You can cross whatever you want but with so many excellent DP breeds available, I can't imagine why one would want to go through all that effort.
First, it takes decades to do it right.
Secondly, the genetics of what you suggest fight each other. The heavier a bird, the fewer eggs they will lay. And vice versa.
To perfect and make any breed repeatable can IMHO take a minimum of 10 years and 30 or more is more likely.
Just taking a long established breed of landrace fowl will require decades to refine into color varieties.
Hybrid birds is what your actually talking about. As ChickenCanoe said it takes generations to solidify traits and there are already good dual purpose birds out there for example Standard bred New Hampshire, Buckeye, Red Sussex, Dorking, etc.
If you peruse the Meat bird forum you'll see many folks that make hybrids. I've yet to read one of those threads where they made what could be called repeatable offspring. Typically you see they keep back crossing to a CornishX to maintain size. This is not repeatable and not even close to calling a line of birds. Continuous hybrids nearing sustainable.
You'll get more predictable results by working with an established breed. Once you go into hybrids, that first cross will be consistent to each other and then it goes out the window after that in subsequent generations. From there, you have to hatch like crazy, pull what's good to move on with and cull the rest. As in, hatching 100 to keep 10. With project birds, you have to come up with a plan and then select according to your goals. Then you have to stick with it and not get sidetracked by pretty feathers.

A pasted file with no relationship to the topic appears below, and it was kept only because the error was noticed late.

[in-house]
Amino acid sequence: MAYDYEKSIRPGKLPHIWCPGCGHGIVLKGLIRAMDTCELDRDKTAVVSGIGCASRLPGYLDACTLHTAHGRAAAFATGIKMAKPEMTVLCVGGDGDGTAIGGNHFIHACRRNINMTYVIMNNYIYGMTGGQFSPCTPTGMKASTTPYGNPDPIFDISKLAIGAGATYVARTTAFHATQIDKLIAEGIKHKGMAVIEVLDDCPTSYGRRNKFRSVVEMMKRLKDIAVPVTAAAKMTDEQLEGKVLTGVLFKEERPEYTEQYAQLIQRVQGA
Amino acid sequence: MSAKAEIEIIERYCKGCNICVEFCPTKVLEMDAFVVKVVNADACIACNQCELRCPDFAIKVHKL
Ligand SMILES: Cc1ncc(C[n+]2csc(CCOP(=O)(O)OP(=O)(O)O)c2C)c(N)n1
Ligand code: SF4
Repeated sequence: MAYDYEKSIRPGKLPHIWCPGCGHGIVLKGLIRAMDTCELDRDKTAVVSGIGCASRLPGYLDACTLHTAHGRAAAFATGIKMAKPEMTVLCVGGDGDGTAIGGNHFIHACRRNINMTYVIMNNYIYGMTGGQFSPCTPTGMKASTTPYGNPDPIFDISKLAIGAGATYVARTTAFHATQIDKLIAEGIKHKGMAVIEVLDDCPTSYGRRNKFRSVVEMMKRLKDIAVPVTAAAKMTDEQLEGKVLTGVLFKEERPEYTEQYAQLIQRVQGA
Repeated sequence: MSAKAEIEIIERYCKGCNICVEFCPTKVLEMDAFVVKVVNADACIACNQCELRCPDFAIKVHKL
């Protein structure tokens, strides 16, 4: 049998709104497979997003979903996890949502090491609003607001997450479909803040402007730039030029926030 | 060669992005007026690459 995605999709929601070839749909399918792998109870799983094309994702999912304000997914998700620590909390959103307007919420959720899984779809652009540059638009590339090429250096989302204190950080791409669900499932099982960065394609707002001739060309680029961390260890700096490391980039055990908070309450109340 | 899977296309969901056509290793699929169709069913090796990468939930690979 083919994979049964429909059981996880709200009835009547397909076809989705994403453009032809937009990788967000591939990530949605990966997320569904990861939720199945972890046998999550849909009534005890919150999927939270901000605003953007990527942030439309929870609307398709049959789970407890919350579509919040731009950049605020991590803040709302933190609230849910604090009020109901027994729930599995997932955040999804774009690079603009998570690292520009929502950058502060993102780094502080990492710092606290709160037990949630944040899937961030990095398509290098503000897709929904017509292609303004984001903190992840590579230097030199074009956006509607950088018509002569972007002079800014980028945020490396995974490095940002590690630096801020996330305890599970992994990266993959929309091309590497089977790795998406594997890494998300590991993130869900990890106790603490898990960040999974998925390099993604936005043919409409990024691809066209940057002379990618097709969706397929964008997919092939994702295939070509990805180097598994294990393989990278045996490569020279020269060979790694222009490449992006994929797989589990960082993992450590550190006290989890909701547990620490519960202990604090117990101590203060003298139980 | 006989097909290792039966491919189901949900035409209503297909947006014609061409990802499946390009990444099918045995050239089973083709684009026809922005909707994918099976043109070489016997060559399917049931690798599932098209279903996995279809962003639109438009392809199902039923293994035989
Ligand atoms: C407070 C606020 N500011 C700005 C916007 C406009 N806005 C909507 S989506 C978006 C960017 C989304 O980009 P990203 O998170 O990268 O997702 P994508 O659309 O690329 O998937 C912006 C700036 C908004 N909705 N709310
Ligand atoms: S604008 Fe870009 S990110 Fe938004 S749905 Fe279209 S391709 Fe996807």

We raise Marans and Bresse for our predictable purebreds, then I also have a project on the side that I'm messing around with. Looking for a Walnut comb with barred feathers on a wide body frame, is where I'm at with that, 3 generations. In the meantime, they lay funky egg colors to go with their funky feathers. Not many are coming in with the chunk factor of dual purpose, those that are I hold onto. I have a couple of little chunky monsters in the brooders now, some with the desired Walnut comb and barred feathers.
I'm thankful that I started my project birds in my 30's. Perhaps when I retire I'll be onto something with them.
What I have learned though is that not every bloodline within a dual purpose breed will make dual purpose birds. The breeding for that needs to be worked with to maintain the desired body type.